Theoretical and Research Studies into the Experience of Remediable and Enduring Cognitive Losses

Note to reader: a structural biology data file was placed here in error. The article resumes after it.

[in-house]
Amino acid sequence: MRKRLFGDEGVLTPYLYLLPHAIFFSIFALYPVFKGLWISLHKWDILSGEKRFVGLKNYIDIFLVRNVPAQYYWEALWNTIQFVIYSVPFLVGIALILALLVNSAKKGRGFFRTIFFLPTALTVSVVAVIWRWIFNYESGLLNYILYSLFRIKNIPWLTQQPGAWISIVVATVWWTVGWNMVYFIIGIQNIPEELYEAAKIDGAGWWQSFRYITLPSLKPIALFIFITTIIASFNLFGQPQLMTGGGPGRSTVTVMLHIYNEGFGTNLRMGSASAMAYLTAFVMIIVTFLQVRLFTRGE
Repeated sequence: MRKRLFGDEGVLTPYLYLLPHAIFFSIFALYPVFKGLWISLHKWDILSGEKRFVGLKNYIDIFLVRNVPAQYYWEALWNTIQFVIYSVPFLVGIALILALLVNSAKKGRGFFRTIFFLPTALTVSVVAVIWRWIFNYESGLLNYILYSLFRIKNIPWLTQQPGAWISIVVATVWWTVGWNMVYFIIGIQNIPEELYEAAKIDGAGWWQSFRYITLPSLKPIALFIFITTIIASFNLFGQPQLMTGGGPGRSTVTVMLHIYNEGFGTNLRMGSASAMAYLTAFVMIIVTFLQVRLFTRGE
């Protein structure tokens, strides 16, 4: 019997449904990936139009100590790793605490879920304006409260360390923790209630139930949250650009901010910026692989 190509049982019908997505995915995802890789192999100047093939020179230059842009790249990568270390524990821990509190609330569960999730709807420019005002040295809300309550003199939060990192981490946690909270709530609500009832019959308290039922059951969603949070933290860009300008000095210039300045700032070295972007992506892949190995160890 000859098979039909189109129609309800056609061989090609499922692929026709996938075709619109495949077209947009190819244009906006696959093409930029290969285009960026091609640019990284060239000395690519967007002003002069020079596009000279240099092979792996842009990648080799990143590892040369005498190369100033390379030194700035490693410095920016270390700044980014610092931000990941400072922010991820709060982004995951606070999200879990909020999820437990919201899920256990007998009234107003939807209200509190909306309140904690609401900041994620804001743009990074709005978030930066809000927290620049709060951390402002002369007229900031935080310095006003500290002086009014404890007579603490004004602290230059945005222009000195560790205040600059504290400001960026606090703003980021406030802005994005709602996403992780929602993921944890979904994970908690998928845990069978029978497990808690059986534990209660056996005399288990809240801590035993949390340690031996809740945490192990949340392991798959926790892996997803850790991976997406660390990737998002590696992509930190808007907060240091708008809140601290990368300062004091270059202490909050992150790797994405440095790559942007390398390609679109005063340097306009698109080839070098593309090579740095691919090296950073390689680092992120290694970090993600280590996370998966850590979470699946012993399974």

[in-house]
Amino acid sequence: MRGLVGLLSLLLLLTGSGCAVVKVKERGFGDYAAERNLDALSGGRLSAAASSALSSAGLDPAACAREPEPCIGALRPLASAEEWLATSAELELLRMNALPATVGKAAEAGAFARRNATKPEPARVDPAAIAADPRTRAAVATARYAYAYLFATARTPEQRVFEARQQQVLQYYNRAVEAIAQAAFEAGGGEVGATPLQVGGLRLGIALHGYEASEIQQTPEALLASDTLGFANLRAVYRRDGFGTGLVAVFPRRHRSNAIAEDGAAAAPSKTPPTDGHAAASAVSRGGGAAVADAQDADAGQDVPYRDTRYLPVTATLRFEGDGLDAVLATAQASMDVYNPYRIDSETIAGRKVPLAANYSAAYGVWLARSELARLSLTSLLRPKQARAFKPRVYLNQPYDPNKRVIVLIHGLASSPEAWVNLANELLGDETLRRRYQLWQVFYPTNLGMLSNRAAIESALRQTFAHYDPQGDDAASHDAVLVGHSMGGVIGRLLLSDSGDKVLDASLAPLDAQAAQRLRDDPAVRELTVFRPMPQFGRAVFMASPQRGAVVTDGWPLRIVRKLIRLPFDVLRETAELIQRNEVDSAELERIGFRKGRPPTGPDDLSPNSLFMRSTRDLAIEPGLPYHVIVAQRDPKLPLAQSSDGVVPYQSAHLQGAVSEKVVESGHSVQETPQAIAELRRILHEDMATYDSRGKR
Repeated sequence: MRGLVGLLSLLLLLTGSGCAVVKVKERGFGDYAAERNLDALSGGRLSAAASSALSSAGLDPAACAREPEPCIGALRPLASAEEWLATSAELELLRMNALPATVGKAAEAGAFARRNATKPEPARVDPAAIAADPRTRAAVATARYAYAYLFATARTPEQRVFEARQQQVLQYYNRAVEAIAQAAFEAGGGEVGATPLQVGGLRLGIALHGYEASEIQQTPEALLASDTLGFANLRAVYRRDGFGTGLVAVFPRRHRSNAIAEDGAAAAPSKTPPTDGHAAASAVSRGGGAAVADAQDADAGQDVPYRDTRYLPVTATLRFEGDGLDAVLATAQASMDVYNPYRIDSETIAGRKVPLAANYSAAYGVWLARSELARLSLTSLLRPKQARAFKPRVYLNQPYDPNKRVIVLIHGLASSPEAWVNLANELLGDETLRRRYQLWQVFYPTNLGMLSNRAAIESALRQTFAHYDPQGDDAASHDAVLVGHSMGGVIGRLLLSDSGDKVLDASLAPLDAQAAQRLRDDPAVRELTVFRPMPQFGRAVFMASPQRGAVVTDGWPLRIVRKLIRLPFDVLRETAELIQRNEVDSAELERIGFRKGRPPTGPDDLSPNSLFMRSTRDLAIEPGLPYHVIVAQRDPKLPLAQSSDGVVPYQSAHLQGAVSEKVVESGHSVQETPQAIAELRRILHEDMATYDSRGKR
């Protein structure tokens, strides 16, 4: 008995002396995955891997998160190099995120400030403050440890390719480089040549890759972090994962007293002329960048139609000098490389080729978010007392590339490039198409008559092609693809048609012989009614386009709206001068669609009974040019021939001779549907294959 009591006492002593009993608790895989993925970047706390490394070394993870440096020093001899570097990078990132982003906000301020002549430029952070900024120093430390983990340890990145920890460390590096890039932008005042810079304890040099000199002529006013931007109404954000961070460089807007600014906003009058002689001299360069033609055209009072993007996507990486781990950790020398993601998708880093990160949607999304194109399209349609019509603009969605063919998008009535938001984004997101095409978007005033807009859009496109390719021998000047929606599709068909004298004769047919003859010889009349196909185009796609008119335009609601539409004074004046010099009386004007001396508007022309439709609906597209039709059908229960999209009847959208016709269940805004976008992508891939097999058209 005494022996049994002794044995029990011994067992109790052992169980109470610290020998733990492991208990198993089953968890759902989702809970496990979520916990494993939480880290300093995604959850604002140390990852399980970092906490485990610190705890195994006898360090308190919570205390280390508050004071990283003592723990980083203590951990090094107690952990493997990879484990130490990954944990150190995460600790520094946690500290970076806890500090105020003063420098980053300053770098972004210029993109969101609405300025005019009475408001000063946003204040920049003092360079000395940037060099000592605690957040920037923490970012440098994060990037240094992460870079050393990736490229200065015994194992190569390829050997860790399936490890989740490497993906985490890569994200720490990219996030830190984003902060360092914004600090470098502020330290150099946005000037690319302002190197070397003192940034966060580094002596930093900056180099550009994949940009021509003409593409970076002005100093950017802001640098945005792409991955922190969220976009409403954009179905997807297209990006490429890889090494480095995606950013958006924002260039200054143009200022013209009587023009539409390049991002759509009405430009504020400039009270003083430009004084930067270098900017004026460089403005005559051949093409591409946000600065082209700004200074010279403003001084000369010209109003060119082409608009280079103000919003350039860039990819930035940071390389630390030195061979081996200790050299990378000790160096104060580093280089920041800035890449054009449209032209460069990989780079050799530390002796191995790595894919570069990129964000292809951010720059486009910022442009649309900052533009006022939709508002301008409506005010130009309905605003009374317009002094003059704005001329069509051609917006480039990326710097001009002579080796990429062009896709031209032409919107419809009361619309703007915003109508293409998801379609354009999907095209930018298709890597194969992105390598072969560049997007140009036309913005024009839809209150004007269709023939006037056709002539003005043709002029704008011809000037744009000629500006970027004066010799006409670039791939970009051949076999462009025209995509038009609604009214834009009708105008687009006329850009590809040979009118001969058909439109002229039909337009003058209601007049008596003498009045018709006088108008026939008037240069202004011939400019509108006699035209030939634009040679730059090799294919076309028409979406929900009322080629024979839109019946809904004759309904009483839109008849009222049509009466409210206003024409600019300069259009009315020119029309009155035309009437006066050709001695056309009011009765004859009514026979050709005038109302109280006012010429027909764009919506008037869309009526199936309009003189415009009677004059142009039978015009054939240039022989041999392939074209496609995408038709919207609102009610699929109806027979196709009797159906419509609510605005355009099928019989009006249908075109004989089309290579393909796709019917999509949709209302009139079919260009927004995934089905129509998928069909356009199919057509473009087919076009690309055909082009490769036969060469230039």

Based on the findings of in-depth research and on the author's long-standing experience of working with people with dementia, this ground-breaking book provides fresh perspectives and ideas for policy and practice. In the first part of this extensively referenced and up-to-date book, Michael Bender examines the scientific status of the terms 'dementia', 'Alzheimer's' and 'multi-infarct dementias' and concludes that there is little convincing scientific evidence to justify their continued use. He suggests that in order to develop adequate psychological and social models of dementia, a number of perspectives, such as the intrapsychic, the interpersonal and the contextual, need to be developed.Drawing on contemporary theoretical concepts including multiple selves, personal construct theory, intrapsychic survival and the effect of historical and political factors on older people's well being, the author calls for a more positive and constructive approach to improving the lives of people with dementia. He emphasises the importance of the individual's social context; the problems they are facing and their reactions to those problems; their life history and interpersonal relationships and discusses the process of assessment, finally developing techniques that allow the person with dementia to describe their experience, helping to ameliorate cognitive losses.Taking an honest look at what we really know about dementia and how we can learn more, this innovative book will make essential reading for medical and mental health practitioners, researchers and students working in the field.